We still don’t know what will happen, and we have started looking at other possibilities in the area. Remarkably, we are actually mostly pretty calm about all of this. I am trusting that God is working things out for us. We may not yet know exactly what that means, but I know I can trust God! And when I place my trust in God, and not in the success of a particular scenario, my trust is secure.

At this point, there is basically one issue to resolve, and what happens there is completely out of our hands. Either God is going to do something amazing, and we’ll get the house …or our chapter there is over, and we move on. I think my husband and I are to the point that we’ll be okay with either scenario. If we don’t get it, I think I will be a little sad, but I have to trust that God knows something I don’t know, and sees a future I don’t yet know how to imagine. This is how it always is when I look back on my life walking with Jesus.

Hebrews 11:1 says, “What is faith? It is the confident assurance that what we hope for is going to happen. It is the evidence of things we cannot yet see” (NLT).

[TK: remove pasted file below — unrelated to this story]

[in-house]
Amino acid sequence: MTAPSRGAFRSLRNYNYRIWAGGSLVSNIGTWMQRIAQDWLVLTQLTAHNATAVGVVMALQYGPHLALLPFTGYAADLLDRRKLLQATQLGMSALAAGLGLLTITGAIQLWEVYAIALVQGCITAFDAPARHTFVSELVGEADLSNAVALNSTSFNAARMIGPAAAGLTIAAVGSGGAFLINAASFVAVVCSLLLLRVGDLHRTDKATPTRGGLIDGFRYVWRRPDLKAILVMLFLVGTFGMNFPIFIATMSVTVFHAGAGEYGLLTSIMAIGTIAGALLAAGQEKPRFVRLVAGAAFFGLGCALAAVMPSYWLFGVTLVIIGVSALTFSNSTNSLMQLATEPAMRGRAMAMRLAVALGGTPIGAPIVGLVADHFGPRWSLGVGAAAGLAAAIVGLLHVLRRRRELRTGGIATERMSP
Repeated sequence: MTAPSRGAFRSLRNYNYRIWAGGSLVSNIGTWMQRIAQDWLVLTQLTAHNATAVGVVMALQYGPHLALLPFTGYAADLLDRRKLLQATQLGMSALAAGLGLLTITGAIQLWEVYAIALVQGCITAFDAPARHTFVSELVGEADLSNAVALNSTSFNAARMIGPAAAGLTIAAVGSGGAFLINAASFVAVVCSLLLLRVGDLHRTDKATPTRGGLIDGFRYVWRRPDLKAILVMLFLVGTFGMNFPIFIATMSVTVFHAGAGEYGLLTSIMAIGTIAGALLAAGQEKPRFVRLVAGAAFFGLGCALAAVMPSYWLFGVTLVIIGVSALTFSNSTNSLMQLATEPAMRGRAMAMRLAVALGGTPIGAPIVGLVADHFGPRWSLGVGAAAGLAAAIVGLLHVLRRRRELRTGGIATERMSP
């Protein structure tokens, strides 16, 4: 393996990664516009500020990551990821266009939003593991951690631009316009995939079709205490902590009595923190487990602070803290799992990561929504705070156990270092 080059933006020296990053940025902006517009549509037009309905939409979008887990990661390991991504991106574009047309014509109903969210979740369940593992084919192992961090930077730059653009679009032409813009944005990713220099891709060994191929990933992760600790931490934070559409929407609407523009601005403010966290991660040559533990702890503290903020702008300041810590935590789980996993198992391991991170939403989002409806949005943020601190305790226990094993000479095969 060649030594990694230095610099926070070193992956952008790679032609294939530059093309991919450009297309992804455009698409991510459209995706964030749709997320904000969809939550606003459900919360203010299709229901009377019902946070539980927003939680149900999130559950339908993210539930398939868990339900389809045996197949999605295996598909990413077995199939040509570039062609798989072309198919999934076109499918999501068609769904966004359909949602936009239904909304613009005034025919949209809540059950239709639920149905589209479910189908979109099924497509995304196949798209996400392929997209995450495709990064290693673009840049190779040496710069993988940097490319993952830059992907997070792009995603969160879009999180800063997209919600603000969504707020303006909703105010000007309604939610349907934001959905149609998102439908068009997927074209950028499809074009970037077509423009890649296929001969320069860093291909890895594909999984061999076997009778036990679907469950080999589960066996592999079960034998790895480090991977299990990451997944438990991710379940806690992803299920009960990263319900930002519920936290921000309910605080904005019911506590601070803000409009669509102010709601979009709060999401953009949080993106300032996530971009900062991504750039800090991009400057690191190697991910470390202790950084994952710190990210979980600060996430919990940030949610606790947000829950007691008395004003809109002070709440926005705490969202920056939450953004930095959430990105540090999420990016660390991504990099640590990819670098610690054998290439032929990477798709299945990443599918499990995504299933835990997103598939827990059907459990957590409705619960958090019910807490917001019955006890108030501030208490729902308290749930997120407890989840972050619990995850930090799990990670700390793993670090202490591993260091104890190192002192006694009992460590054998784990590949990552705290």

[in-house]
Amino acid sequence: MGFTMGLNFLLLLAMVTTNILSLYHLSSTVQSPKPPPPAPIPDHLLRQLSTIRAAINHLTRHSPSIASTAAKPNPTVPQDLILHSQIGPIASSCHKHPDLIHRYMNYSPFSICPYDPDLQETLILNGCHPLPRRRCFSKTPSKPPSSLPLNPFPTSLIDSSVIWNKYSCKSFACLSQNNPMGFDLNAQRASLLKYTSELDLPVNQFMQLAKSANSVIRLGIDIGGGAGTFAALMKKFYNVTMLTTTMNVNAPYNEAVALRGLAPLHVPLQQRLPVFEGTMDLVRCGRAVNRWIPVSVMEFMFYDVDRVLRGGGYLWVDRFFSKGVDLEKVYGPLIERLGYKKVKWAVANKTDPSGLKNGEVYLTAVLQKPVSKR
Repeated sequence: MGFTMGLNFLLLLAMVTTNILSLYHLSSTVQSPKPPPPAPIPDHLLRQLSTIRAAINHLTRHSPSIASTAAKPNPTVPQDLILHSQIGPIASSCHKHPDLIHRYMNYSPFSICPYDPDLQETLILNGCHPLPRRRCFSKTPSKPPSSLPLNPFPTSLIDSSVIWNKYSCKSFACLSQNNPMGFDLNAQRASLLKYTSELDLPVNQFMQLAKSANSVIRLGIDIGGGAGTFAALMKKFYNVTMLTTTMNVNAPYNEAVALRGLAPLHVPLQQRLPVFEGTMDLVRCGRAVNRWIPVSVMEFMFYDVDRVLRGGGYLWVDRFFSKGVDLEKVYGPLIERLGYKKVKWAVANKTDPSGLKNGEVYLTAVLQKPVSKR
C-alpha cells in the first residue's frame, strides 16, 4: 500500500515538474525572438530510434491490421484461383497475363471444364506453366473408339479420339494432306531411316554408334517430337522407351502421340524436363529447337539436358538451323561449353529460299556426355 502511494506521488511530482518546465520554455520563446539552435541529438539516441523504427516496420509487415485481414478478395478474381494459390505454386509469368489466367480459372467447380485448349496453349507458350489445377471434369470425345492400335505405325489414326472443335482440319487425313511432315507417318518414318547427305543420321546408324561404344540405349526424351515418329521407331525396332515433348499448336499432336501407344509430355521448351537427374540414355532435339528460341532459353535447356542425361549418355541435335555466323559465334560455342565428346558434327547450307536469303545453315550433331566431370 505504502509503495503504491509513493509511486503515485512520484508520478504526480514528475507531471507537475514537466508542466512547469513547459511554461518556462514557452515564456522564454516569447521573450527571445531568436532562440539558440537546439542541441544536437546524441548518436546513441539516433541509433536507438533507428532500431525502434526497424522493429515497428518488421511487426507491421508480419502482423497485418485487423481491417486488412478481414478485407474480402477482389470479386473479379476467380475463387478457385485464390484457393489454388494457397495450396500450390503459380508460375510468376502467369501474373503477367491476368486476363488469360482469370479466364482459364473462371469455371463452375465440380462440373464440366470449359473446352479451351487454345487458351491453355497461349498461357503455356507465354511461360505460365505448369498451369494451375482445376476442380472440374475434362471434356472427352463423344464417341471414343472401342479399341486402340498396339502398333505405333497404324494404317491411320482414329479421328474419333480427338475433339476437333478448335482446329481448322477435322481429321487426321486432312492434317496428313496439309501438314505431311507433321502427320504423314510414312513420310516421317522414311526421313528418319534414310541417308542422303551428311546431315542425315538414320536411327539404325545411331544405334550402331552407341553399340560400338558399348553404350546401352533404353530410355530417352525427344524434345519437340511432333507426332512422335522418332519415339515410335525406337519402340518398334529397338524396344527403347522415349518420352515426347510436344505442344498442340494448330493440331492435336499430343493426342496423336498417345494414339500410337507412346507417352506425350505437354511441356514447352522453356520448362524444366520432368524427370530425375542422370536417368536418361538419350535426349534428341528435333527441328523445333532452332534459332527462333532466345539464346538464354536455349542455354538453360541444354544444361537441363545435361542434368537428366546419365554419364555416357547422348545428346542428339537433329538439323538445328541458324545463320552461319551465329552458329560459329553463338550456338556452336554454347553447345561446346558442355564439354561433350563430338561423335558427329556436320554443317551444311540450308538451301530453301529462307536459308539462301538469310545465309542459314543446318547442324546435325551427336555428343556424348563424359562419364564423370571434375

If I place my confidence in a particular scenario, or a particular house, there will be times that I question the validity of this verse. I can recite a mantra of confident assurance that we will get this house, and it will be amazing and meet all the hopes and expectations that drew us to try to buy it. But the fact is, though I have felt peace in everything we did in making the offer, moving to that particular neighborhood and school area, etc. etc., I never did hear an unequivocal “YOU WILL GET THIS HOUSE” from God. I know that it meets what we’ve been praying for, and I know how everything has felt about this house compared to other houses we considered. I know that what we have done has been in accordance with the things we have clearly heard God say. But I also know that sometimes God leads us down a particular path, not because what we see at the end of the road is actually our destination, but because moving in that direction will lead us to wherever he does want us to be, and which we can’t see until we get moving.